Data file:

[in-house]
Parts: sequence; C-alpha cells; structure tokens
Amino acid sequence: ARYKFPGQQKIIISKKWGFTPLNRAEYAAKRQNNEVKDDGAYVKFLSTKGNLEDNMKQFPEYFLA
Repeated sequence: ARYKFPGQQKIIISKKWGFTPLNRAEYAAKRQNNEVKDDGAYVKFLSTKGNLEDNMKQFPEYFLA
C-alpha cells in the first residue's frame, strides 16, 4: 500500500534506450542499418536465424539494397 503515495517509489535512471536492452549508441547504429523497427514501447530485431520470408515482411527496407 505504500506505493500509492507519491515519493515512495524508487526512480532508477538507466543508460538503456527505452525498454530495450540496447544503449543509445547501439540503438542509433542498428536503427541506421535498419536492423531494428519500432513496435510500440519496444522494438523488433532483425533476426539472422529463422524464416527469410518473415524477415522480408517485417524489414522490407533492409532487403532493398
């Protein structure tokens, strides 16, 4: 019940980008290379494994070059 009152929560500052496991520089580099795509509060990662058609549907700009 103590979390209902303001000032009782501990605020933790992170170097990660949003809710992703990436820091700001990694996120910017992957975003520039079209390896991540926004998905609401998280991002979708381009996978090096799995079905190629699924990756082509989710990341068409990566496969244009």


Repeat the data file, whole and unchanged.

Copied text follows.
[in-house]
Parts: sequence; C-alpha cells; structure tokens
Amino acid sequence: ARYKFPGQQKIIISKKWGFTPLNRAEYAAKRQNNEVKDDGAYVKFLSTKGNLEDNMKQFPEYFLA
Repeated sequence: ARYKFPGQQKIIISKKWGFTPLNRAEYAAKRQNNEVKDDGAYVKFLSTKGNLEDNMKQFPEYFLA
C-alpha cells in the first residue's frame, strides 16, 4: 500500500534506450542499418536465424539494397 503515495517509489535512471536492452549508441547504429523497427514501447530485431520470408515482411527496407 505504500506505493500509492507519491515519493515512495524508487526512480532508477538507466543508460538503456527505452525498454530495450540496447544503449543509445547501439540503438542509433542498428536503427541506421535498419536492423531494428519500432513496435510500440519496444522494438523488433532483425533476426539472422529463422524464416527469410518473415524477415522480408517485417524489414522490407533492409532487403532493398
């Protein structure tokens, strides 16, 4: 019940980008290379494994070059 009152929560500052496991520089580099795509509060990662058609549907700009 103590979390209902303001000032009782501990605020933790992170170097990660949003809710992703990436820091700001990694996120910017992957975003520039079209390896991540926004998905609401998280991002979708381009996978090096799995079905190629699924990756082509989710990341068409990566496969244009």